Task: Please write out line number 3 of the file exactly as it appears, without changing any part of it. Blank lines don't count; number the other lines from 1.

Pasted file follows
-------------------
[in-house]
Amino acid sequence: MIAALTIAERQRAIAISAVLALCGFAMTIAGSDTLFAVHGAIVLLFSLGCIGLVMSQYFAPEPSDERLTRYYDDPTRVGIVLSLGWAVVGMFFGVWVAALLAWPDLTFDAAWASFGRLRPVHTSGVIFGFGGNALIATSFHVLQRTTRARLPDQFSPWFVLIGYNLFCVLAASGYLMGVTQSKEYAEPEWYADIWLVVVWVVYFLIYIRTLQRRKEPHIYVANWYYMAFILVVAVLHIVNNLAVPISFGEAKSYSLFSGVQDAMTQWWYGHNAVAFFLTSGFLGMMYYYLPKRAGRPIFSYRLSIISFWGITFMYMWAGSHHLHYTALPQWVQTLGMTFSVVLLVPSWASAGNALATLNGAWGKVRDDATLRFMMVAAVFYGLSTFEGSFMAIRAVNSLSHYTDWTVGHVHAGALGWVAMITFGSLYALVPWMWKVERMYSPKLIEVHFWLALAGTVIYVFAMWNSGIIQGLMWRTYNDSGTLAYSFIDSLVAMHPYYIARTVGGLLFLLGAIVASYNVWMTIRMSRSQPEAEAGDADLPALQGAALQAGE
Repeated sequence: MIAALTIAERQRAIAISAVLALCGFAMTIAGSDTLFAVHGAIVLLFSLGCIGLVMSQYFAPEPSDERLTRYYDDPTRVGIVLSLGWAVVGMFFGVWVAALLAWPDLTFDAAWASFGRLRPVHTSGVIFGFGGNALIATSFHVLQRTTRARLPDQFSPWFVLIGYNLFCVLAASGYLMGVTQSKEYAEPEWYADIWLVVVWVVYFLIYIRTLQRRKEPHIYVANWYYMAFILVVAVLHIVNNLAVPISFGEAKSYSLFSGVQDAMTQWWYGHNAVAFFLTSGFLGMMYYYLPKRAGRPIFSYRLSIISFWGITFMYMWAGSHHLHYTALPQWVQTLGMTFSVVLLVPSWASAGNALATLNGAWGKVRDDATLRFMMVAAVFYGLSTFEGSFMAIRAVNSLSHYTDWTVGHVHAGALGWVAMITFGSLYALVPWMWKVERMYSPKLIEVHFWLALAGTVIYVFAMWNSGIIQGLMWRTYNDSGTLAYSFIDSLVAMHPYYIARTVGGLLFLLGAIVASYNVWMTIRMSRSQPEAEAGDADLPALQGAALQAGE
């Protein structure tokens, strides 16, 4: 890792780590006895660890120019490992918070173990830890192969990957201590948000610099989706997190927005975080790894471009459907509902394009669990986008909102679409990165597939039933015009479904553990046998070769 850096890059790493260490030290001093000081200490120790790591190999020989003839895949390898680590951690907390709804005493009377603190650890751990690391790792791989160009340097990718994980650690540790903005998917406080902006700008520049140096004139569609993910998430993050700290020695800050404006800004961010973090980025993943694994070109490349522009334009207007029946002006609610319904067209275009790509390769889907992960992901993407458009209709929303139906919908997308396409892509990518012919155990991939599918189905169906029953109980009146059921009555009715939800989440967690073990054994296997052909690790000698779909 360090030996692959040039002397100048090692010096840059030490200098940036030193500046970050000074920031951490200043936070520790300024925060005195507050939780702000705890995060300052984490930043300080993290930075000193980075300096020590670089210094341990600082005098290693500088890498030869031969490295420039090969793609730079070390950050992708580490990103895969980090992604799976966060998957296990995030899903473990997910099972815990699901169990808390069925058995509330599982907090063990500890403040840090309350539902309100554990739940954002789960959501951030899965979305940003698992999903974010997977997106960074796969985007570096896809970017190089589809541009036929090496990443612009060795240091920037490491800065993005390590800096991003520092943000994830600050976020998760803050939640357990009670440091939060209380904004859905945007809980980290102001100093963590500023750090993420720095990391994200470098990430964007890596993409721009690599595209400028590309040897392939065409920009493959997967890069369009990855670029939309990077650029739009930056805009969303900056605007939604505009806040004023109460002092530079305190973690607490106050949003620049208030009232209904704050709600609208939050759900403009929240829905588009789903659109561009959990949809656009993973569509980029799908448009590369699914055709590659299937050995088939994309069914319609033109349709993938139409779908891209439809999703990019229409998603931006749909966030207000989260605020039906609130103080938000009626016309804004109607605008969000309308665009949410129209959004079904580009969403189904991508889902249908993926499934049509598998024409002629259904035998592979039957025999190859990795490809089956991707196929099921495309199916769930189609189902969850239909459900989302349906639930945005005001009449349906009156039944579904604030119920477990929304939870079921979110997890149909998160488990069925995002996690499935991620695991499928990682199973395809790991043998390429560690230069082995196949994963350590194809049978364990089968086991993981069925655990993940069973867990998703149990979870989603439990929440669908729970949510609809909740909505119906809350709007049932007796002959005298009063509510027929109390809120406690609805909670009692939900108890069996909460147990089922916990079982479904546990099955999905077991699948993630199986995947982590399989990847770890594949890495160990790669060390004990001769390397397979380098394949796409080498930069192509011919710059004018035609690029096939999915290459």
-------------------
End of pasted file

Repeated sequence: MIAALTIAERQRAIAISAVLALCGFAMTIAGSDTLFAVHGAIVLLFSLGCIGLVMSQYFAPEPSDERLTRYYDDPTRVGIVLSLGWAVVGMFFGVWVAALLAWPDLTFDAAWASFGRLRPVHTSGVIFGFGGNALIATSFHVLQRTTRARLPDQFSPWFVLIGYNLFCVLAASGYLMGVTQSKEYAEPEWYADIWLVVVWVVYFLIYIRTLQRRKEPHIYVANWYYMAFILVVAVLHIVNNLAVPISFGEAKSYSLFSGVQDAMTQWWYGHNAVAFFLTSGFLGMMYYYLPKRAGRPIFSYRLSIISFWGITFMYMWAGSHHLHYTALPQWVQTLGMTFSVVLLVPSWASAGNALATLNGAWGKVRDDATLRFMMVAAVFYGLSTFEGSFMAIRAVNSLSHYTDWTVGHVHAGALGWVAMITFGSLYALVPWMWKVERMYSPKLIEVHFWLALAGTVIYVFAMWNSGIIQGLMWRTYNDSGTLAYSFIDSLVAMHPYYIARTVGGLLFLLGAIVASYNVWMTIRMSRSQPEAEAGDADLPALQGAALQAGE